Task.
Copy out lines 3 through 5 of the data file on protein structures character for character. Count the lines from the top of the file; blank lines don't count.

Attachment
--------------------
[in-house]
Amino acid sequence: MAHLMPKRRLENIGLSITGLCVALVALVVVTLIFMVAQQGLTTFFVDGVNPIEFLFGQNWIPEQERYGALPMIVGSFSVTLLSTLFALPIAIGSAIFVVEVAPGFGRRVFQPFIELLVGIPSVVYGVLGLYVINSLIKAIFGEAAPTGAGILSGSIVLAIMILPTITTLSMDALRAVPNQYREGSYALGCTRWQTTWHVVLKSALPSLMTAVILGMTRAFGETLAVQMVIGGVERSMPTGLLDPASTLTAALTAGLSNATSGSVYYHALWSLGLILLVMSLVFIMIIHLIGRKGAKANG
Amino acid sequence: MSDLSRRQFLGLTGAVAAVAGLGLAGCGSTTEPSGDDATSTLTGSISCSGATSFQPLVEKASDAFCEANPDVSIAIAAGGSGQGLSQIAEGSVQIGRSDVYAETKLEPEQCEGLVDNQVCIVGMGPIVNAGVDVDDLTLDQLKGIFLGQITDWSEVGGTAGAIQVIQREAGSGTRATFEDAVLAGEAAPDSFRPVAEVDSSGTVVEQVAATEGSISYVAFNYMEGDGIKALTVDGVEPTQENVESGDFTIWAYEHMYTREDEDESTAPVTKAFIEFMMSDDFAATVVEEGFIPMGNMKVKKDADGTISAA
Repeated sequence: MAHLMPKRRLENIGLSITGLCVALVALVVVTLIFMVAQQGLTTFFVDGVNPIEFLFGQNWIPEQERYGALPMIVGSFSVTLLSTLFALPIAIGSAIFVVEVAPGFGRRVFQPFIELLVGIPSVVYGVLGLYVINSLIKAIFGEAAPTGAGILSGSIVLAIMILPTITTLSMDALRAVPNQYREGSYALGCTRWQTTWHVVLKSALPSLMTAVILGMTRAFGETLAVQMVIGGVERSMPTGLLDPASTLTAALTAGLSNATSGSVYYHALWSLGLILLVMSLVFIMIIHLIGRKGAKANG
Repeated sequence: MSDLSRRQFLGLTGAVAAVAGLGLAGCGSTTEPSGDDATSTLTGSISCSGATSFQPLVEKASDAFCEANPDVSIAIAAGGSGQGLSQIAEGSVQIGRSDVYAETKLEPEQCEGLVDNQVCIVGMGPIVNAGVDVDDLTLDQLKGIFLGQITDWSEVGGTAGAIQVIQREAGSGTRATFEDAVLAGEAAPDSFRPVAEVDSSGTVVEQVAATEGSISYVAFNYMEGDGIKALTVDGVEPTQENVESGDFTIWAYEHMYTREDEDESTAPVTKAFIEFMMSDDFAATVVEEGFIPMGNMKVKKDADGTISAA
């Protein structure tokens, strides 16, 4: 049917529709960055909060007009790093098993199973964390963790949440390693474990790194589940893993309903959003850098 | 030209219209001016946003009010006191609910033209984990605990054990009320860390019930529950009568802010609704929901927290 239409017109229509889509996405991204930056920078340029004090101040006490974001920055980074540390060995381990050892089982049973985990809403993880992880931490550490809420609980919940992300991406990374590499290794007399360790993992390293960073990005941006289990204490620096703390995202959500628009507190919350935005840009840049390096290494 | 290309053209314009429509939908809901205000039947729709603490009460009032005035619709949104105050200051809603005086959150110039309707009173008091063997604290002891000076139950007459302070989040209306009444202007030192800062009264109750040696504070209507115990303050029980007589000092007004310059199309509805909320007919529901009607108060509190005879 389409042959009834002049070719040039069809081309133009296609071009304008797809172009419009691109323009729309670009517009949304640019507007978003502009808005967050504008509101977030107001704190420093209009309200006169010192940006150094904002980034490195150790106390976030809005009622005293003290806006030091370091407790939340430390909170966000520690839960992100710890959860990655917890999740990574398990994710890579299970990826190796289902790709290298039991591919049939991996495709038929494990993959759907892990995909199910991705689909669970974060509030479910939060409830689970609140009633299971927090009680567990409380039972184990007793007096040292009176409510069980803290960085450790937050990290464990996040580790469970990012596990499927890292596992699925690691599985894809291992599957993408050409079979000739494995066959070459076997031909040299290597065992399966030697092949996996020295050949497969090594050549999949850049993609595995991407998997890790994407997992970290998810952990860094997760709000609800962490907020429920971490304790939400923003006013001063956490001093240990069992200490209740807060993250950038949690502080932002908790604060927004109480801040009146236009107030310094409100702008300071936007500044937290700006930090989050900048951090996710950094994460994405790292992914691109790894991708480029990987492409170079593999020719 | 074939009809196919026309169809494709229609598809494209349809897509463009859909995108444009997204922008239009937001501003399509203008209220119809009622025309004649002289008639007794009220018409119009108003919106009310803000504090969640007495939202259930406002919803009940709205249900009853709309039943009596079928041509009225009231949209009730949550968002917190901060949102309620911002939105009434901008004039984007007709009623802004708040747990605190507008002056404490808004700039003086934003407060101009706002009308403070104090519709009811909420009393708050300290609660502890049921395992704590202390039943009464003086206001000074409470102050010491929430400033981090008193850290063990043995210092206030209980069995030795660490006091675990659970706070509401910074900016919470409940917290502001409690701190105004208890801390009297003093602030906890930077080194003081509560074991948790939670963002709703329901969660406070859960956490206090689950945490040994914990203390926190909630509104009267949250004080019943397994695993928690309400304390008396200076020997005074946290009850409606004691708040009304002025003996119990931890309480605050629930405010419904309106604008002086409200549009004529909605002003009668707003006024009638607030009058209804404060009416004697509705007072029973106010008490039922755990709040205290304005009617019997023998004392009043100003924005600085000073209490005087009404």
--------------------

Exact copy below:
Amino acid sequence: MSDLSRRQFLGLTGAVAAVAGLGLAGCGSTTEPSGDDATSTLTGSISCSGATSFQPLVEKASDAFCEANPDVSIAIAAGGSGQGLSQIAEGSVQIGRSDVYAETKLEPEQCEGLVDNQVCIVGMGPIVNAGVDVDDLTLDQLKGIFLGQITDWSEVGGTAGAIQVIQREAGSGTRATFEDAVLAGEAAPDSFRPVAEVDSSGTVVEQVAATEGSISYVAFNYMEGDGIKALTVDGVEPTQENVESGDFTIWAYEHMYTREDEDESTAPVTKAFIEFMMSDDFAATVVEEGFIPMGNMKVKKDADGTISAA
Repeated sequence: MAHLMPKRRLENIGLSITGLCVALVALVVVTLIFMVAQQGLTTFFVDGVNPIEFLFGQNWIPEQERYGALPMIVGSFSVTLLSTLFALPIAIGSAIFVVEVAPGFGRRVFQPFIELLVGIPSVVYGVLGLYVINSLIKAIFGEAAPTGAGILSGSIVLAIMILPTITTLSMDALRAVPNQYREGSYALGCTRWQTTWHVVLKSALPSLMTAVILGMTRAFGETLAVQMVIGGVERSMPTGLLDPASTLTAALTAGLSNATSGSVYYHALWSLGLILLVMSLVFIMIIHLIGRKGAKANG
Repeated sequence: MSDLSRRQFLGLTGAVAAVAGLGLAGCGSTTEPSGDDATSTLTGSISCSGATSFQPLVEKASDAFCEANPDVSIAIAAGGSGQGLSQIAEGSVQIGRSDVYAETKLEPEQCEGLVDNQVCIVGMGPIVNAGVDVDDLTLDQLKGIFLGQITDWSEVGGTAGAIQVIQREAGSGTRATFEDAVLAGEAAPDSFRPVAEVDSSGTVVEQVAATEGSISYVAFNYMEGDGIKALTVDGVEPTQENVESGDFTIWAYEHMYTREDEDESTAPVTKAFIEFMMSDDFAATVVEEGFIPMGNMKVKKDADGTISAA